The Ruiz family operates a socially disadvantaged Hispanic/Latinx family farm, Products from Paradise. While father Salvador Ruiz is the primary farmer, everyone in the family helps with the work. His daughter and son help with logistics, delivery, and acquiring new stores to carry their products.
Salvador’s farm story began in Mexico, where his father and grandfather were farmers. He grew up farming and when he came to the United States at the age of 15, he continued farming. Farming was intially a hobby for him, but in about 2014, he started his own farm business. He and his family have worked hard to build a successful farm business growing specialty crops, primarily nopales cactus, an edible cactus and very niche specialty crop.
The Ruiz family currently farms on about six acres of leased land and sell their produce directly to consumers. Eventually, they would like to focus on value-added products, dehydration of their cactus product, powder products, and pickled products. The family has a lot of ideas but see the value in taking things step by step. For example, research and development, and funding, are necessary before moving forward with a new line of products from their nopales. They also have plans to expand the farm size two acres at a time.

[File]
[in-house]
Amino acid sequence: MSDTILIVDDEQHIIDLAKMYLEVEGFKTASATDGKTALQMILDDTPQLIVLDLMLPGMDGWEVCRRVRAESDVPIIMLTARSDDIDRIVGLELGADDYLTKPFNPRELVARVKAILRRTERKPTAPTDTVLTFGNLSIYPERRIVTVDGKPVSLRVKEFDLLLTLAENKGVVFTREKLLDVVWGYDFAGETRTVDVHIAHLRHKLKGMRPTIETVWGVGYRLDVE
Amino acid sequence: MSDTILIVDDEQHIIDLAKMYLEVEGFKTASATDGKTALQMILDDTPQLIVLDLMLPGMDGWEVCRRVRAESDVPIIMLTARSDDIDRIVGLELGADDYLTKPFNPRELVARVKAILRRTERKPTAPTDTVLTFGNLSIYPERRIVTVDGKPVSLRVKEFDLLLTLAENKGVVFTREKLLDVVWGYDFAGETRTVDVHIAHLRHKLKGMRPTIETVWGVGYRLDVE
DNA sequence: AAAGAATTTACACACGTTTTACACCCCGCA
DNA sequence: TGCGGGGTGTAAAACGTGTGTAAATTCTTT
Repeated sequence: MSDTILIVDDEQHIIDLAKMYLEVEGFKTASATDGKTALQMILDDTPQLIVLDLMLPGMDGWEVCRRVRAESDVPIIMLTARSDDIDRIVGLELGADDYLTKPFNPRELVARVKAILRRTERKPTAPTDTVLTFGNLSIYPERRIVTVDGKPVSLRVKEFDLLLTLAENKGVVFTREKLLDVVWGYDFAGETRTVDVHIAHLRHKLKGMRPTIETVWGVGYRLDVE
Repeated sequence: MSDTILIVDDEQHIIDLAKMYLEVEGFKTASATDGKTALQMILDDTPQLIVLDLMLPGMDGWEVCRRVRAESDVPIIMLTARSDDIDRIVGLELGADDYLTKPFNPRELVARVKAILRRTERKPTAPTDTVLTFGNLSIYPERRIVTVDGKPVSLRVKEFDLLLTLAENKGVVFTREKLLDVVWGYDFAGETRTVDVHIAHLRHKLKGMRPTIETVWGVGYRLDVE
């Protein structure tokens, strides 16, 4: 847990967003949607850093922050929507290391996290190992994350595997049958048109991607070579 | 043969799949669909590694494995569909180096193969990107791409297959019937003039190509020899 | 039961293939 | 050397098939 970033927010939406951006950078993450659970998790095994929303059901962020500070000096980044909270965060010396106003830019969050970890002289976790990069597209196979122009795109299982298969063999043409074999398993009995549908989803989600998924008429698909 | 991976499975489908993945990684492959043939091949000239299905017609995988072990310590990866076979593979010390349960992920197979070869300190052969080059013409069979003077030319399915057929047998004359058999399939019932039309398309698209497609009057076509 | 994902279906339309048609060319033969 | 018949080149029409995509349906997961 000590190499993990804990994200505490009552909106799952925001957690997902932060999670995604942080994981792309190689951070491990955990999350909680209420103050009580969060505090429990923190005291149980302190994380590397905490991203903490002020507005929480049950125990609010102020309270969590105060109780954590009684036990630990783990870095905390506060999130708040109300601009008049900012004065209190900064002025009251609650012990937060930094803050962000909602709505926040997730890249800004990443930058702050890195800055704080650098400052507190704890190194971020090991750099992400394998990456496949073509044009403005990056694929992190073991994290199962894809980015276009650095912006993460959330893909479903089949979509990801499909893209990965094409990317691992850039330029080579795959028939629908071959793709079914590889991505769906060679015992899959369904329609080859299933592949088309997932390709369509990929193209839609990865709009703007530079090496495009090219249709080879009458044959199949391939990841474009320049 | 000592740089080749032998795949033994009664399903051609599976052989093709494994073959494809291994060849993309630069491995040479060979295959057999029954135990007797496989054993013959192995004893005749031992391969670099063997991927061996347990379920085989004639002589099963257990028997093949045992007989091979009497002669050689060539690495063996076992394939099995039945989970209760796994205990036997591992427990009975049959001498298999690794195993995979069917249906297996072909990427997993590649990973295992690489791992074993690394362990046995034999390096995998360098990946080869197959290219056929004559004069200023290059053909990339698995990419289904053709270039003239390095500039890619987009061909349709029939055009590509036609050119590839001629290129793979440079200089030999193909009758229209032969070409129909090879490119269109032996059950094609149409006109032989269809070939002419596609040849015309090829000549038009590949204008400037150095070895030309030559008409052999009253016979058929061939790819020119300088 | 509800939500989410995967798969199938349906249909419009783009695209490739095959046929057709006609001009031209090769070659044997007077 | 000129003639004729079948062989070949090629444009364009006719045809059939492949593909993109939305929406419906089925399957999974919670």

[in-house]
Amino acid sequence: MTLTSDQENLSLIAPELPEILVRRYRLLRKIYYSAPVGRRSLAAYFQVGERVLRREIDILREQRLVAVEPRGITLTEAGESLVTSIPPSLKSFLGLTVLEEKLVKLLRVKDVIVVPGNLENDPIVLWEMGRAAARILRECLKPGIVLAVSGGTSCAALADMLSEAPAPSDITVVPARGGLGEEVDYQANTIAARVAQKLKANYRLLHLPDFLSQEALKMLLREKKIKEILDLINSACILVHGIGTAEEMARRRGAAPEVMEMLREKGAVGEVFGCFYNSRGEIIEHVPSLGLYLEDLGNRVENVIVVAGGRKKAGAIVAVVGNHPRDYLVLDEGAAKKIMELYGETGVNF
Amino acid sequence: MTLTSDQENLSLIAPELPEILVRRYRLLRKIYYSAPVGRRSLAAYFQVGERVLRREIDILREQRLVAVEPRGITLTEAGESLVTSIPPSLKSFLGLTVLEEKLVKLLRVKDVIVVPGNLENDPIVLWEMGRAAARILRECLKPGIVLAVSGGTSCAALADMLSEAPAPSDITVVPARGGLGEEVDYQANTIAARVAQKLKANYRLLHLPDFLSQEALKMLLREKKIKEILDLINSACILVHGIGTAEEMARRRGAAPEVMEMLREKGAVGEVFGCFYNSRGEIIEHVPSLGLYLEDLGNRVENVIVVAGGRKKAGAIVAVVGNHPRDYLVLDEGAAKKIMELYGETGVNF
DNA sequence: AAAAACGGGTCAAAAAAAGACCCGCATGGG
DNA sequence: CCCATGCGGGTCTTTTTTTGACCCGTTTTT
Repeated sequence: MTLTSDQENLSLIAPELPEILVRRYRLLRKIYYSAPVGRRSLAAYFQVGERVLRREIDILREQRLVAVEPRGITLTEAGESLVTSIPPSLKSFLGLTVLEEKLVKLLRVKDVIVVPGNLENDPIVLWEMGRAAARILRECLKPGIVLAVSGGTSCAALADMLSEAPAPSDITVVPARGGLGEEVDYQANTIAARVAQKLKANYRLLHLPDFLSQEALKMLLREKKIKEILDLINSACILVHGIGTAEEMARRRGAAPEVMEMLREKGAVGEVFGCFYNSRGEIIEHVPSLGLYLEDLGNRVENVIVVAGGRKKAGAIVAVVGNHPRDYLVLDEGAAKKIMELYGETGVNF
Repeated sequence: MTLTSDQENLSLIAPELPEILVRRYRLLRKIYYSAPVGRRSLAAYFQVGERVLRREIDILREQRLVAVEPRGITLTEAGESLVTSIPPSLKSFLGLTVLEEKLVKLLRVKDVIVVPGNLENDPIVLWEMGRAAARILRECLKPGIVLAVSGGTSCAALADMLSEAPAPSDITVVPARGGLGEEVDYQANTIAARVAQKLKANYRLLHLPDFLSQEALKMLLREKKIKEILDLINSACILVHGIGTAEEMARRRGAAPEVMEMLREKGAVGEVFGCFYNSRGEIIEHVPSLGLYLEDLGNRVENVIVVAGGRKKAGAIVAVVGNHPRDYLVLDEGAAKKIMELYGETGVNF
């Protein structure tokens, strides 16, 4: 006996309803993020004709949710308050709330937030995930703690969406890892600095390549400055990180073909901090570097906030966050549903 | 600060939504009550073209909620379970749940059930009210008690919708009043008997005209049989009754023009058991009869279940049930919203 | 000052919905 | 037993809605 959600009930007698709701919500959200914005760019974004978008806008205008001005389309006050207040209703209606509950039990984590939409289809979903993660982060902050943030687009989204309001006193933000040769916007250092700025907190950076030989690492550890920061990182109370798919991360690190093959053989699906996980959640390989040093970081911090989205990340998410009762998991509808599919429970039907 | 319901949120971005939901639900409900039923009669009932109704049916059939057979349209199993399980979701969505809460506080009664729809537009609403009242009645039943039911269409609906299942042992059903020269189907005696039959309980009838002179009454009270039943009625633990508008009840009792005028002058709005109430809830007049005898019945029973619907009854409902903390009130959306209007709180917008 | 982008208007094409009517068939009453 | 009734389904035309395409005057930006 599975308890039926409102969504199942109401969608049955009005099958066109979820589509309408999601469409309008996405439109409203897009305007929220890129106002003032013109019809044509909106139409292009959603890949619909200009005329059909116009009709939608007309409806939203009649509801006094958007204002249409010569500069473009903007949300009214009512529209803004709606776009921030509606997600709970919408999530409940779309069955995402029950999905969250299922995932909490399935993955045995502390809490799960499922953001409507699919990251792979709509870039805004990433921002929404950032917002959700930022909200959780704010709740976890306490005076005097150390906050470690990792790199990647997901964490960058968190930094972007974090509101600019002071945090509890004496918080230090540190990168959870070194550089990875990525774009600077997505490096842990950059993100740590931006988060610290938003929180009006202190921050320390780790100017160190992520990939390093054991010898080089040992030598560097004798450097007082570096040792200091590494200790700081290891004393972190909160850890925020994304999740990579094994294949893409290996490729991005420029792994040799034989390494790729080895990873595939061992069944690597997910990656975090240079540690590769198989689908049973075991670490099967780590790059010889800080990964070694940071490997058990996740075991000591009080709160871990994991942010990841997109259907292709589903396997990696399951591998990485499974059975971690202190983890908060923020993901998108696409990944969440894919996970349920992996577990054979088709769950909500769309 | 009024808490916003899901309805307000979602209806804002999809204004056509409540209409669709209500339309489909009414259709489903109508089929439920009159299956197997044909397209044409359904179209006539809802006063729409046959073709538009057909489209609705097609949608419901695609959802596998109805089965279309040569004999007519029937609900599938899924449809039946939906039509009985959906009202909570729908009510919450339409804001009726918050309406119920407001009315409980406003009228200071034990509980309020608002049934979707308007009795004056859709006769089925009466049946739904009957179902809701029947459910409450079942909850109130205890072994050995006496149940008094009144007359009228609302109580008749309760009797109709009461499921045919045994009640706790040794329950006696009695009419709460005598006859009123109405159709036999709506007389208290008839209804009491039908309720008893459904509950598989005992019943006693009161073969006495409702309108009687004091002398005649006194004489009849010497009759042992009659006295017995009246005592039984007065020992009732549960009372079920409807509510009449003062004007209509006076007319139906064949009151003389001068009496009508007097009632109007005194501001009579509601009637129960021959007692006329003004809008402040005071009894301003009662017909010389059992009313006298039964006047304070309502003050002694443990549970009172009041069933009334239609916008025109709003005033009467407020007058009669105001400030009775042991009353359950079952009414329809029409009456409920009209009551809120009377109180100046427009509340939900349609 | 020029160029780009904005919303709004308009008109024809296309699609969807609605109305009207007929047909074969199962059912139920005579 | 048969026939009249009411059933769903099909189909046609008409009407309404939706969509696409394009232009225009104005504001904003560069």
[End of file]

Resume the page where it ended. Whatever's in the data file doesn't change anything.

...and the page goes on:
Salvador is happy about the farm being able to provide his children with a valuable entrepreneurial experience that allows them to gain useful skills and learn productive ways to operate their farm business
One of the family’s greatest challenges is managing labor costs. While they do try to keep labor costs within the family, they sometimes need to hire temporary labor to manage an increase in weeds. An innovative solution has been to use weed mat rolls to manage weeds on the farm.
Another challenge is competition. Their competition is an imported cactus product and the market is basically set by the imported product. The Ruizes want to invest in hoop houses to extend their growing season, which will help increase production and profits. The family is working with NRCS to receive a hoop house through the NRCS High Tunnel Initiative. They have applied every year, but have so far been unsuccessful since the NRCS grant programs focuses on participants that own their farm land or hold longer leases.
Yet another challenge is that the Products from Paradise Farm is not certified organic, although the farmers use organic methods to grow their crops and manage the farm. The Ruizes are discussing how to educate their customers about the value that organic strategies and practices bring to their products. More knowledge is requested about organic farming systems that benefit their crops and environment and impact farm savings.
The Ruizes value education, low costs, and providing high-quality food to the community, while remaining profitable and manageable as they progress and expand, all of which they are achieving.
The family encourages farmers, especially new farmers, to be persistent, not quit, be honest, be creative and organized, not be afraid to experiment, to establish relationships, and when one door closes to look for another open door.